The most important objective of all, though, was retrieving life-giving granola from Dave’s RV- I mean personal supply ship. In the Handbook’s food inventory, granola was listed as a food that would be available at the MDRS, and Dave was deeply excited to enjoy it once here. However, for one reason or another, it hadn’t been stocked for our rotation. For the past four sols, Dave had been musing about and scheming ways to obtain the all-important granola. He had brought some with him in his supply ship, but expecting to find granola in the Hab, he did not take it with him before the simulation started. Now that we were ‘in-sim’, we could not just step outside to grab it – we had to request an EVA. Dave justified the EVA as being a test of the suits’ ability to unload supply drops from confined spaces. Dave and Inga would extract the granola on their way back from the delta.

Just after 9 AM, Dave and Inga entered the airlock. At my suggestion, they took the rovers Curiosity and Perseverance. With some adjustments to her suit harness, Inga now had better visibility of the rover’s control panel. They turned right onto Cow Dung Road and drove south. I wished them a good EVA over the radio and sat down in front of my laptop, intending to check in again once they had arrived at Robert’s Rock Garden.

Inga Popovaite
Inga is pictured walking towards the rovers on her and Dave’s expedition to the Southern delta and the granola (image by author)

What I had forgotten to account for though, was that the structure at Robert’s Rock Garden created a radio blackout pocket right at the ‘eye of the needle’. After an hour, I had still heard nothing from them and was beginning to get worried. I discussed potentially breaking sim to go after them with Lindsay, but Dr. Rupert reminded us that the south side of Kissing Camel Ridge was a known radio blackout area and that they were likely fine. I realized that the issue had not been with the radio communications per se, but with our protocols about radio check-ins. Lindsay went to the Science Dome to begin setting up her genomics project while I stayed in the Hab upper deck, hailing the EVA team every fifteen minutes.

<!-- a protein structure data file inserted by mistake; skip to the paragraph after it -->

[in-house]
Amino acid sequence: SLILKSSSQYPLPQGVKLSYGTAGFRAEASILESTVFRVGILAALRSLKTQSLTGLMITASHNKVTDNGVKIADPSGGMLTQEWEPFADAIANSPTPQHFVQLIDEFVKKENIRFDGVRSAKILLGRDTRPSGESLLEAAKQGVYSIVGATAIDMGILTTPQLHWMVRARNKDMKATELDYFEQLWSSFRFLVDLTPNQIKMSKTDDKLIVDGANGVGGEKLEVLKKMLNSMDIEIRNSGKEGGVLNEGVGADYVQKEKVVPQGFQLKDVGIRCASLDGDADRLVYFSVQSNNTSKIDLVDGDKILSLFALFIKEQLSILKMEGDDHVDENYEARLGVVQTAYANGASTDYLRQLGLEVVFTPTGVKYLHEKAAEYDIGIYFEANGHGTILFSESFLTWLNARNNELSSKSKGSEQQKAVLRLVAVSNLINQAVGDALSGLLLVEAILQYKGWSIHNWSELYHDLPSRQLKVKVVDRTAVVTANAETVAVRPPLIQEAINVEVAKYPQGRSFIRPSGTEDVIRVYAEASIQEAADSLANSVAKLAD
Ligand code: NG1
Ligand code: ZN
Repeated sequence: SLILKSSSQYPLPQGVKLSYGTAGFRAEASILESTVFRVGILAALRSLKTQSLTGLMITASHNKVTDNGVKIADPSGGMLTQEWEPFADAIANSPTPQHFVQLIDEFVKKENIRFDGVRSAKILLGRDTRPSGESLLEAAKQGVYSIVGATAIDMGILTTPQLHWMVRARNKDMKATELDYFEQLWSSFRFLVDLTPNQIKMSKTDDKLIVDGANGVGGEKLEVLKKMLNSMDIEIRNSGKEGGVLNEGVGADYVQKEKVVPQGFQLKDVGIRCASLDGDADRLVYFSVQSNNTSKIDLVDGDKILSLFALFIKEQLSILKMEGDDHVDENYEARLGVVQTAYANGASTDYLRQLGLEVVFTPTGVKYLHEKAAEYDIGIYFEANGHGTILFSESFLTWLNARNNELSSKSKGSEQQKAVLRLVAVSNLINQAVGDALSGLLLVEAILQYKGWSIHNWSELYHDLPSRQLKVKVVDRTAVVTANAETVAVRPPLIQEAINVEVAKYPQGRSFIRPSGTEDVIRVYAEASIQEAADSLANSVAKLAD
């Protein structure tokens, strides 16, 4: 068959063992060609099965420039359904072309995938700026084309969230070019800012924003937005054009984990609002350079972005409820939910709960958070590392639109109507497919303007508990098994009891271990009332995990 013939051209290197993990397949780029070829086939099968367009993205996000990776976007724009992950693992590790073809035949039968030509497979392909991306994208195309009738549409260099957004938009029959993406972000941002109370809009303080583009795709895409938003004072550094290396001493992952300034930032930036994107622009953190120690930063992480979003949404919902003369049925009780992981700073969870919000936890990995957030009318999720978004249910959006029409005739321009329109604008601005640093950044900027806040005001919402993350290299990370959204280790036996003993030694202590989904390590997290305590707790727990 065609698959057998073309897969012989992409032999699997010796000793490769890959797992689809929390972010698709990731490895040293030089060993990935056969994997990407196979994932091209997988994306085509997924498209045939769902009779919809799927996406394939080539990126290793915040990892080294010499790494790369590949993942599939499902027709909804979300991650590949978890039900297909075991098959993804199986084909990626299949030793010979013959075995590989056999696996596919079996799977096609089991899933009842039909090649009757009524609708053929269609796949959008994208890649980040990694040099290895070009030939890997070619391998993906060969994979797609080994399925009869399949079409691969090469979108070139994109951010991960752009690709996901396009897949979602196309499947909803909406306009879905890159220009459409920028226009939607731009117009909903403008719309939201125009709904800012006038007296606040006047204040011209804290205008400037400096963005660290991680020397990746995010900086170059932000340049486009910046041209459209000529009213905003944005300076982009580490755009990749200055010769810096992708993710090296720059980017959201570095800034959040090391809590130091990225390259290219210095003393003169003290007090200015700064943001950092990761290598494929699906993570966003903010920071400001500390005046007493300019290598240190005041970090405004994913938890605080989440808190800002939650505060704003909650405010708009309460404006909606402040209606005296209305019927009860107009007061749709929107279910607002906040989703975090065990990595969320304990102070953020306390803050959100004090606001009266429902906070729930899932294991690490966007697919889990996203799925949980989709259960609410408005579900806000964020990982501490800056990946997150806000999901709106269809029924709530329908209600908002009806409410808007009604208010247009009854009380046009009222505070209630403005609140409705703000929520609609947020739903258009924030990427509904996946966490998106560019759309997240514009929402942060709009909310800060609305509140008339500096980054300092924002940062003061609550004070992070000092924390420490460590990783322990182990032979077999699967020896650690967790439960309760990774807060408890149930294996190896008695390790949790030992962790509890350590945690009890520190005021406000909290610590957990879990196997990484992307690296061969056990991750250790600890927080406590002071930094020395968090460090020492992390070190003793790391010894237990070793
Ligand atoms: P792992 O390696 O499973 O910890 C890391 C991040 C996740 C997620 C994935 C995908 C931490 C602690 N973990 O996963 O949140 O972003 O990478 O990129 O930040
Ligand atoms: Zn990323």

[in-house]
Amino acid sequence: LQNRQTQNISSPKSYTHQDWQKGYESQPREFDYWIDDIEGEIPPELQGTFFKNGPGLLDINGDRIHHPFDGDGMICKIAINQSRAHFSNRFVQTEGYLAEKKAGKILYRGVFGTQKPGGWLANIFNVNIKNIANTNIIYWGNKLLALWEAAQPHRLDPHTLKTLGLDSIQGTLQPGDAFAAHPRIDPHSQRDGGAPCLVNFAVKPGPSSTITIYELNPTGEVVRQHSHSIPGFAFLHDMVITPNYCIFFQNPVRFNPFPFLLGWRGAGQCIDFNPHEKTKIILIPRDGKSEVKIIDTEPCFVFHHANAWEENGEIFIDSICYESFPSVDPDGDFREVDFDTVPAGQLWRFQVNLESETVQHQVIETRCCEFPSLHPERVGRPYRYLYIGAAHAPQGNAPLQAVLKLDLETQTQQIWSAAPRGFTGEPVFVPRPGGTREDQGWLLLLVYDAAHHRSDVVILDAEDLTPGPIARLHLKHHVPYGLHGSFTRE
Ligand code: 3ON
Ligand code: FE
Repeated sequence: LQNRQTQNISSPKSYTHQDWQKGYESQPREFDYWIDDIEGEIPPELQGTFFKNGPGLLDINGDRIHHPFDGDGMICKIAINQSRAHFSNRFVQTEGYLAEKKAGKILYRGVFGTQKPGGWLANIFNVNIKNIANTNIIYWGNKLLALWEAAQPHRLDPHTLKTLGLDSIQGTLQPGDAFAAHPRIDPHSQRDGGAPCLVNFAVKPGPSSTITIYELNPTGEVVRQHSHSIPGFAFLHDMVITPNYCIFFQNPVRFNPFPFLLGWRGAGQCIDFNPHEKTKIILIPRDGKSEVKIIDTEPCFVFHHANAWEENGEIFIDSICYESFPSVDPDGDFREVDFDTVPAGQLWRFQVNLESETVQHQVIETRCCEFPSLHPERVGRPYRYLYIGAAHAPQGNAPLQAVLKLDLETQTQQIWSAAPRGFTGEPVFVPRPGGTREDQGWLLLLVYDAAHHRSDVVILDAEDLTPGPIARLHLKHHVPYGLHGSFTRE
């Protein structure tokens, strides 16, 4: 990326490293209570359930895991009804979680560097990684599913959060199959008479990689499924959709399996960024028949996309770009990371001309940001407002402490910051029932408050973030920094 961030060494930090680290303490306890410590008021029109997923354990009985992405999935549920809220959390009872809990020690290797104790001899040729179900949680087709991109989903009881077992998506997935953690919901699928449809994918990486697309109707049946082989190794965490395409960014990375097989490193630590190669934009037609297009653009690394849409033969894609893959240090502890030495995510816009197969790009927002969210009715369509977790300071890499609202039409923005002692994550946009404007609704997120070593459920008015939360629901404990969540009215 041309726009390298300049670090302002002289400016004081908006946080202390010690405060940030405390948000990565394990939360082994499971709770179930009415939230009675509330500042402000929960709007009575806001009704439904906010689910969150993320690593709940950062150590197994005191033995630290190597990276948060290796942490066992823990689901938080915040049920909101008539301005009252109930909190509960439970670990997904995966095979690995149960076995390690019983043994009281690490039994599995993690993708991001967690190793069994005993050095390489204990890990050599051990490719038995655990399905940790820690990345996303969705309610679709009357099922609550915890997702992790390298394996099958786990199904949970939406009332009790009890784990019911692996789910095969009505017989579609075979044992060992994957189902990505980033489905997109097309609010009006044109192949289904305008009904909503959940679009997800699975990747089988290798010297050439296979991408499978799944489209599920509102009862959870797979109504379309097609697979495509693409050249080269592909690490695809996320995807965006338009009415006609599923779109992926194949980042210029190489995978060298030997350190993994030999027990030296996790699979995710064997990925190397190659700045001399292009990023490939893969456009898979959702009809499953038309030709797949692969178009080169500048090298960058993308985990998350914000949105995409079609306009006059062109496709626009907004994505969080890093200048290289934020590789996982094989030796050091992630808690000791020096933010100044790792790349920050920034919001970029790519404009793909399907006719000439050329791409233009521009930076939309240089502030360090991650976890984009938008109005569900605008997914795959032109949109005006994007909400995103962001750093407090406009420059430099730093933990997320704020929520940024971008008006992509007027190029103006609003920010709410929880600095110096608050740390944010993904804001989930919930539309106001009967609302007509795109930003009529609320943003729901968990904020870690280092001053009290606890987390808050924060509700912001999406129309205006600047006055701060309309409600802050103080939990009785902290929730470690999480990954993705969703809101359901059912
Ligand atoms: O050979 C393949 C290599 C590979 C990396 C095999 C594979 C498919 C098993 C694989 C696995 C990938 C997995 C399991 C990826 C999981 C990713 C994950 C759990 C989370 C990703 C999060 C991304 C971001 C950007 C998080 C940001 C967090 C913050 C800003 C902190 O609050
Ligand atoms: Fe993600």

About a couple of hours after the EVA had begun, I heard the crackle of static on the radio.

“HabComm to EVA team, comm check, over.”

Inga’s voice penetrated the dense forest of static.

“EVA team…we are…location…six eight degrees north…”

“EVA team, this is HabComm. I didn’t quite get that. Please say again.”

More static.

“HabComm to EVA team, comm check, over.”

No response.

I didn’t catch their location, but it seemed that they were okay. Later, I heard Dave’s voice and scrambled up the ladder into the Hab’s loft to get better reception. Although communications were patchy and difficult to understand, I was able to obtain their status.

At around 12 PM, they must have emerged from behind the Kissing Camel ridges, because their voices were suddenly clear and static-free. Unfortunately, some visitors had stopped near the campus near where Dave’s supply ship was parked, and so Dr. Rupert recommended not stopping to pick up the granola because getting close to the visitors would break sim. However, Dave must have remotely willed them out of the way because I was soon informing him that the visitors had dispersed, and that he was once again clear to retrieve the “all-important granola, vital for the existence of intelligent life”, to quote him.